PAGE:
The impossible happened – the logical, cool nerd fell in love and got married!
The wedding and honeymoon were magical. Everything I had envisioned since I was a little boy (<- joke).
We returned from our honeymoon a few days back and I’m currently getting back in the swing of things. So if you left a comment, used the contact box, or replied to an email (if you sign up for email updates, you’ll receive 1-2 emails a week with juicy details), I’ll get back to you soon.
Marriage and Finances
This is a financial blog about rental properties, so let’s examine marriage through that lens.
Finances can be a huge strain on a relationship – it might even be the #1 cause for divorce. Each individual has their own ideas on money that might not be discussed. I suppose it all comes back to communication.
I am naturally a big saver. I don’t buy many things, even clothes – “I want for nothing” is a Brian-ism. But I do spend big on travel.
Without defining my approach and my wife defining her approach, we would likely just keep our previous behavior, and at the same time expect the other person to behave the same way. That is a recipe for disaster.
Rather than me just saving everything because I don’t spend it, I am going to have to communicate. We are going to have to set goals together and modify our behaviors to reach those goals.
Now that I’m married, I feel greater responsibility in this area. I have heard it is a much bigger kick in the pants when you have your first child, but suddenly my decisions don’t just affect me.
Combining Finances – What’s the Right Way?
There are several options for how to combine finances once you are married. Or even not combine them at all.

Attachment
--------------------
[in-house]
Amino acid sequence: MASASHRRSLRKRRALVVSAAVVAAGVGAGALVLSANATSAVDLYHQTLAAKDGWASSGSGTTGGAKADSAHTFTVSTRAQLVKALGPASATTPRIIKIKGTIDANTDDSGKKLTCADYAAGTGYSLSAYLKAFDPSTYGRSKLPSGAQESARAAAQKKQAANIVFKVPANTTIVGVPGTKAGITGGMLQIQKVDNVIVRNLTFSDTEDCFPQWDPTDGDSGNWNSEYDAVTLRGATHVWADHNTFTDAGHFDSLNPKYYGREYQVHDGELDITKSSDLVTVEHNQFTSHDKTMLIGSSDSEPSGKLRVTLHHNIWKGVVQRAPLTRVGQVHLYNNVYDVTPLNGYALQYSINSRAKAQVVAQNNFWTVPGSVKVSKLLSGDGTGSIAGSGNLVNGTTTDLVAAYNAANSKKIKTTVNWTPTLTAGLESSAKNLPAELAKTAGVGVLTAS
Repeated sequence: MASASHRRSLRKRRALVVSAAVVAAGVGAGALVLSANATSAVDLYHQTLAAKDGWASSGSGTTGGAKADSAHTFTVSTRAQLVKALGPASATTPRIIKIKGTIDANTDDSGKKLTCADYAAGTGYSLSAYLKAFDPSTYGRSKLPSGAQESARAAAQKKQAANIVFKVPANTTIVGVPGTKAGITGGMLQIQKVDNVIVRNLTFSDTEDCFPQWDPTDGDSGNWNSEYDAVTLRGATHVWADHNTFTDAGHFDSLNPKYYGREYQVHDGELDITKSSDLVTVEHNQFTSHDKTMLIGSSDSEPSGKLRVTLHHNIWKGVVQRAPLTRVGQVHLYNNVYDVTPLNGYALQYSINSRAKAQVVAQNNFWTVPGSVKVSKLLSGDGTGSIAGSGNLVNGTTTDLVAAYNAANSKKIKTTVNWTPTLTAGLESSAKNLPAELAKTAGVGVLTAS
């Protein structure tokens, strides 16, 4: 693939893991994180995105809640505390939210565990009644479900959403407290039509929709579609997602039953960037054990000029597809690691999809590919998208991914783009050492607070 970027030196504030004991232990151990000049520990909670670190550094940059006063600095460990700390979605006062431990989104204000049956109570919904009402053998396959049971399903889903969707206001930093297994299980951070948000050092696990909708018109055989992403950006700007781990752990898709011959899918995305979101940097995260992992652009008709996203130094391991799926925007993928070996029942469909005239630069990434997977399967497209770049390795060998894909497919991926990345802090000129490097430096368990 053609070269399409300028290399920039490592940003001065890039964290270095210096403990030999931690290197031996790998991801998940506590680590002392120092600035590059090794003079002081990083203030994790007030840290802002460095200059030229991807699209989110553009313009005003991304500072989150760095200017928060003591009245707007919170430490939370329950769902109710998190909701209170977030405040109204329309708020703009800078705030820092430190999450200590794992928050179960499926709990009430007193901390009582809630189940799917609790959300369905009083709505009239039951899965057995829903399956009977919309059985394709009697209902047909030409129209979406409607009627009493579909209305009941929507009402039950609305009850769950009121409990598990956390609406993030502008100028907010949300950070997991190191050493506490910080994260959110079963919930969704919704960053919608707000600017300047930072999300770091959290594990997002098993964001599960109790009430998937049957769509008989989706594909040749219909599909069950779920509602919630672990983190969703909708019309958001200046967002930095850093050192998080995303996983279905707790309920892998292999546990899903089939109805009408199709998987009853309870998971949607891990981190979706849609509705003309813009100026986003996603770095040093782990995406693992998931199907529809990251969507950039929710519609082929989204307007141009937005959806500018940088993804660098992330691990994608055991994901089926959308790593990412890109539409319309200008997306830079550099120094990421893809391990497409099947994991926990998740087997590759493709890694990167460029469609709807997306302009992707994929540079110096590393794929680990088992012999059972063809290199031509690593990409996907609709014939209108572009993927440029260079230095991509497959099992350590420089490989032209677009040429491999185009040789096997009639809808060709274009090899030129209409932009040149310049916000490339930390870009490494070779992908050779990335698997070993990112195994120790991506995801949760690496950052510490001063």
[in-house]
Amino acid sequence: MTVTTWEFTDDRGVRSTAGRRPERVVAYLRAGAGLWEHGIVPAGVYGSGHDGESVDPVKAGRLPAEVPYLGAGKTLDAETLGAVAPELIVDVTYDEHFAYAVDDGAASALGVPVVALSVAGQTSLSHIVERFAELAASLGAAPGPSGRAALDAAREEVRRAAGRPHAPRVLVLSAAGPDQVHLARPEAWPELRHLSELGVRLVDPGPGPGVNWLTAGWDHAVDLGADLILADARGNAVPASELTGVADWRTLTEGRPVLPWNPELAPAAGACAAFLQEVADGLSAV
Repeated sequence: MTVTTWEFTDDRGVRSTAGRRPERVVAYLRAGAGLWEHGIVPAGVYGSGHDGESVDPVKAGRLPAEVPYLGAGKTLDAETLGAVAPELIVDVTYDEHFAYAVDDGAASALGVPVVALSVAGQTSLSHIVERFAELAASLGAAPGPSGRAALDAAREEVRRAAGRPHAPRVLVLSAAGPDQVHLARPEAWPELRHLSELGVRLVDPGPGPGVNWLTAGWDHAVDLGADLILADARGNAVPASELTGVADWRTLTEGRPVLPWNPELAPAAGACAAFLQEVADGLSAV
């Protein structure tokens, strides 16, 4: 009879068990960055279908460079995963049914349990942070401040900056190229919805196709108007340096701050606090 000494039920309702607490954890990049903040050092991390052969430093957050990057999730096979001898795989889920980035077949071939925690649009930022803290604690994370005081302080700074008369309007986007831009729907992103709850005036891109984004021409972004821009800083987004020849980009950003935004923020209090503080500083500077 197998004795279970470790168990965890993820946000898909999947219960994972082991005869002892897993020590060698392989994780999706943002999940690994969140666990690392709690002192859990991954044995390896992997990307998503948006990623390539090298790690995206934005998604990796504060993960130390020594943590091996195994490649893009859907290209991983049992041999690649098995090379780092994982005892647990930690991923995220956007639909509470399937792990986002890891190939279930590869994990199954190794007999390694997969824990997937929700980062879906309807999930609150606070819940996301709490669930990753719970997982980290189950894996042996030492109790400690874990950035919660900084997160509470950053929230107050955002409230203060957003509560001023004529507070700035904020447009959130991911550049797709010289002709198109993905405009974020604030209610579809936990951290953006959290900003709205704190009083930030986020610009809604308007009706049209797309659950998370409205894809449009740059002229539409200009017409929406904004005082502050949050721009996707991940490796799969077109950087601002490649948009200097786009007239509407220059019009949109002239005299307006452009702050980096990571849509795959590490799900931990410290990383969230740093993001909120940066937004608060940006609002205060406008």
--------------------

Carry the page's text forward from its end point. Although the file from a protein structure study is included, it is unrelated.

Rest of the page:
You can have a joint checking account but keep open personal accounts with an allowance deposit each month. You can have joint bank accounts but personal credit cards. You can share absolutely everything. You can file taxes jointly or separately.
We haven’t decided exactly what we want to do here yet. We already have systems in place for rent and sharing household expenses (I handle most bills, she handles most grocery and household shopping). We already have a joint credit card we have been using for wedding and honeymoon expenses (which is a whole nother discussion).
It will probably stay this way until all the name change paperwork is complete. Then whatever we decide, it will be close to combining everything since we are on the same team.
How Does this Affect Rental Property Investing?
There are a lot of questions I don’t know the answer to yet.
How will combining finances affect our ability to get investment mortgages? Will our credit score be affected? Will debts held in our individual name matter for debt-to-income ratio calculations?
How will filing taxes jointly change our taxes? I am self-employed so set aside money each month to pay quarterly estimated taxes, then usually owe a lot more in April.
How will marriage affect our mortgage sequencing? Right now a conventional loan on the first 4 investment properties are 20% down and 25% down for loans 5 through 10. Should we try to put some properties in my wife’s name? I know some investors do this.
I tend to delay learning details like this, waiting until it is actually time to act to decide. But some of these might change the strategy or how we set things up, so I will start learning now. If you have any insight, please leave a comment!
Give me some tips – how do you make sure this communication happens? Is there a regular time you sit down and review finances and decisions together?